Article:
These are also liquids at room temperature and similar to toluene in structure, except that an additional hydrogen atom has been displaced from the ring by a methyl group. Thus, they are also called dimethylbenzenes. Three types of xylene exist: orthoxylene, metaxylene, and paraxylene, depending on the positions of the two methyl groups about the ring. All are useful solvents and are starting materials in the production of some types of products obtained from benzene. For example, paraxylene is the starting material for the synthetic fiber Dacron. Xylenes can be prepared from tars or naphtha in the same way as benzene and toluene.

Condensed aromatic hydrocarbons

Benzene rings can be fused together to form a group of compounds called condensed-ring systems. The simplest of these is naphthalene, which consists of two benzene rings joined together. Other common condensed-ring hydrocarbons include anthracene, which has three benzene rings fused together, and pyrene, which has four fused rings. These and many much larger condensed hydrocarbons are extracted from coal tar.

The best-known and simplest condensed-ring hydrocarbon is naphthalene, a solid at room temperature. Anthracene is also a solid at room temperature. Both can be isolated from coal tar.

Products of both substances are used in the manufacture of dyestuffs and in the production of plastics and polyester resins. These resins are useful in the manufacture of paints, film, and synthetic fibers. Certain compounds of naphthalene and anthracene, however, have been banned in many countries because they cause cancer.

Coal carbonization is the major source of anthracene, naphthalene, and most other condensed aromatics. In the absence of air, coal is heated to a temperature of about 1650° F. (900° C), causing it to break down into coal gas, coal tar, and coke. Coal gas is used as fuel gas, coke is used in making steel, and coal tar contains many organic compounds, including condensed hydrocarbons. The most important compounds—benzene, naphthalene, and anthracene—are extracted using a combination of different techniques.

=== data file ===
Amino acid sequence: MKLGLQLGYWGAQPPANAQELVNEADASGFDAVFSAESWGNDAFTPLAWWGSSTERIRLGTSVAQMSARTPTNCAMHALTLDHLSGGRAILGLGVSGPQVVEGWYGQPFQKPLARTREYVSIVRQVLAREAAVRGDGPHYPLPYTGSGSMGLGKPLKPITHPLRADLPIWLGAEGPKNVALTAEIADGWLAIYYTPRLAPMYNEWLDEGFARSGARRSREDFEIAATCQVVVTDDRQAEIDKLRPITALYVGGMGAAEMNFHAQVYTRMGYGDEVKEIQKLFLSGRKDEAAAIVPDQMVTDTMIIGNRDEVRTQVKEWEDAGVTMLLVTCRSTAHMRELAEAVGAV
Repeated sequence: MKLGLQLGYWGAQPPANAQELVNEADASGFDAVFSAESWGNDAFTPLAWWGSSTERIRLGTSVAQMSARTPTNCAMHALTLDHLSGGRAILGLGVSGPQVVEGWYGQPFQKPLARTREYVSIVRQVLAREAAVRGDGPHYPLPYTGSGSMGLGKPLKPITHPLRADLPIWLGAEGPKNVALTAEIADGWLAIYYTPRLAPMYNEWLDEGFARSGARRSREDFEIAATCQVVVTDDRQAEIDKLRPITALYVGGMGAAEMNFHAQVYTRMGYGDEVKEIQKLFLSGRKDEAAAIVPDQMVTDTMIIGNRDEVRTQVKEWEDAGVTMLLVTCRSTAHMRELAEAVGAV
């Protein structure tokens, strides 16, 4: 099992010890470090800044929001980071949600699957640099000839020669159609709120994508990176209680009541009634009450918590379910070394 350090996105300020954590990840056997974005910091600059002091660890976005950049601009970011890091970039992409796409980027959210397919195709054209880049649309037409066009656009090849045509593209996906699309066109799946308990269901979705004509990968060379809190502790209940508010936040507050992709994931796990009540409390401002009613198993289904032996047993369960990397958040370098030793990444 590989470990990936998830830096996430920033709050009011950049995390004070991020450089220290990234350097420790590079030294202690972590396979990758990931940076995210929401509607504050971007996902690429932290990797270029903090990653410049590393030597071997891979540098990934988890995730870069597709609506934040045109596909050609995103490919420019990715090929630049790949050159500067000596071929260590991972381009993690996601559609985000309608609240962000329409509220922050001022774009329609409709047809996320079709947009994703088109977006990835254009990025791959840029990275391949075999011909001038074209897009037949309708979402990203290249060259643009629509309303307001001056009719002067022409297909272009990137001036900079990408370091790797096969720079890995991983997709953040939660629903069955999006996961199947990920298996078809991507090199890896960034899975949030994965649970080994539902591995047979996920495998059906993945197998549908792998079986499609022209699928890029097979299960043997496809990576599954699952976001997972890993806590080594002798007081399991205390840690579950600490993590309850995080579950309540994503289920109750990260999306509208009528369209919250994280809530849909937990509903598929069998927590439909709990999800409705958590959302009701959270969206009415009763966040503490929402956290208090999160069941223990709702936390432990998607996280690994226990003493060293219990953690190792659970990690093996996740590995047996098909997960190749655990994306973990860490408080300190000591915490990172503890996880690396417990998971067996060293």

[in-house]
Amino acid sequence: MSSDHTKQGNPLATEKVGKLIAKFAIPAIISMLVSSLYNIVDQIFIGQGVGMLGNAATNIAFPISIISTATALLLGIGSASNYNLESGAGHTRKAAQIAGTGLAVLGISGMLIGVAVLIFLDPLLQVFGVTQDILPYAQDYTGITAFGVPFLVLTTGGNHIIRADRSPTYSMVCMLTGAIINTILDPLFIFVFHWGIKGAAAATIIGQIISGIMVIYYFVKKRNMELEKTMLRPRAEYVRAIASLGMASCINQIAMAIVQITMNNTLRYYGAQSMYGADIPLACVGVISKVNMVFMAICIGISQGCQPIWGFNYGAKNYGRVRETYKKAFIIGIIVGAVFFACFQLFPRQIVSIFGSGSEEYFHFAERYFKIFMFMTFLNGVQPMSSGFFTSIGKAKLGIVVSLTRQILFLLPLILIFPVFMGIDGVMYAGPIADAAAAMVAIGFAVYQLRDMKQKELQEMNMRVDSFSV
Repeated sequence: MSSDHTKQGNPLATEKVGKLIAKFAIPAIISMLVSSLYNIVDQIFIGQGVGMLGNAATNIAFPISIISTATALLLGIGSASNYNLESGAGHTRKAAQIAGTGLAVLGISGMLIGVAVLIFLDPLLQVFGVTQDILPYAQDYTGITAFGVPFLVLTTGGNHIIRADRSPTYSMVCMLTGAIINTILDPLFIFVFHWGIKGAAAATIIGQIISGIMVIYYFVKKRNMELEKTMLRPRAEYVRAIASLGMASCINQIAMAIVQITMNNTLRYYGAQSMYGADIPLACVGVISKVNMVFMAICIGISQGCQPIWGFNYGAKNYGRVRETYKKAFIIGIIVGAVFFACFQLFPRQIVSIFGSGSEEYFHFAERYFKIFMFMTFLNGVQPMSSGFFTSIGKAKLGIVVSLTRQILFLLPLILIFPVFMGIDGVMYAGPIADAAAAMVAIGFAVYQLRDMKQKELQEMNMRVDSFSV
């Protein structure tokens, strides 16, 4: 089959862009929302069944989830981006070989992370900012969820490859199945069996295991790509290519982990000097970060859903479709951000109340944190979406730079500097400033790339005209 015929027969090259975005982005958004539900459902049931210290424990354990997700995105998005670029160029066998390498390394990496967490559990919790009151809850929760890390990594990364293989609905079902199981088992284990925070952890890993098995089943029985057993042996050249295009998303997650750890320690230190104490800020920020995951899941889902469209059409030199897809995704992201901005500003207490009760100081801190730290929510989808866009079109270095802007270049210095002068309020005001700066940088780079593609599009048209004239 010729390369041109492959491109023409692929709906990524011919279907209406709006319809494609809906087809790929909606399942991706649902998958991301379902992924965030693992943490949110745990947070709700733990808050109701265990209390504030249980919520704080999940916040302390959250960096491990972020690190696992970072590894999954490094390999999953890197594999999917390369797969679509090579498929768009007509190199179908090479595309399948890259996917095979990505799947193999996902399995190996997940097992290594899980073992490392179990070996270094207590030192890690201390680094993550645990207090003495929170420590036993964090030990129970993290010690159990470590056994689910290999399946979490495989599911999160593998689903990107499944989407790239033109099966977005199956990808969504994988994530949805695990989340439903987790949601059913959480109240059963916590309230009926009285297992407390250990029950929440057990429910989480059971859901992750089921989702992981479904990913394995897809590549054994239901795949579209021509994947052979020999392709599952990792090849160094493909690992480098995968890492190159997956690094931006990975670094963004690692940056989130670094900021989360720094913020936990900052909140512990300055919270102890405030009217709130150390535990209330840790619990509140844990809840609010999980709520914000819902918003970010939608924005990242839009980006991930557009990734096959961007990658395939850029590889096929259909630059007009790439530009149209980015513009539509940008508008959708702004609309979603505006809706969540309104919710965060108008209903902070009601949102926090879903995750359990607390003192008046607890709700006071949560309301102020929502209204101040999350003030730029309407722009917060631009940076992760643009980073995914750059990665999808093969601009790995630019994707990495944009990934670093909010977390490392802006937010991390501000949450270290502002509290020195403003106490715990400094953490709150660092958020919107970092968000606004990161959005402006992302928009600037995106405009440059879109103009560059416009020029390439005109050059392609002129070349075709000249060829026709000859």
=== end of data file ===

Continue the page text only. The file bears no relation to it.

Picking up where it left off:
Today, coal gas has largely given way to natural gas as a domestic heating fuel, and less coke is required to make steel because blast furnaces are more efficient As a result, coal carbonization is declining. However, other sources of condensed hydrocarbons are available.

Cancer-causing properties

All condensed-ring hydrocarbons have an unfortunate characteristic: They cause cancer. Benzfajpyrene is the most dangerous in this respect

Condensed-ring hydrocarbons are released when organic materials are heated to high temperatures. This happens, for example, in the carbonization of coal, when it is burned at very high temperatures. These compounds have been linked to especially high incidences of skin cancers among people who work with coal tar.

Cigarette smokers also suffer the effects of poisoning from condensed-ring compounds. These compounds are in the tar deposited in smokers’ lungs. Doctors have long known about the link between heavy smoking and lung cancer.

The structures of some of the simpler and better-known aromatic hydrocarbons are illustrated at left As is apparent from the diagram, these substances consist of a single benzene ring with different groups attached. For example, there is a methyl group f-CH,) in toluene and a hydroxyl group (-OH) in phenol.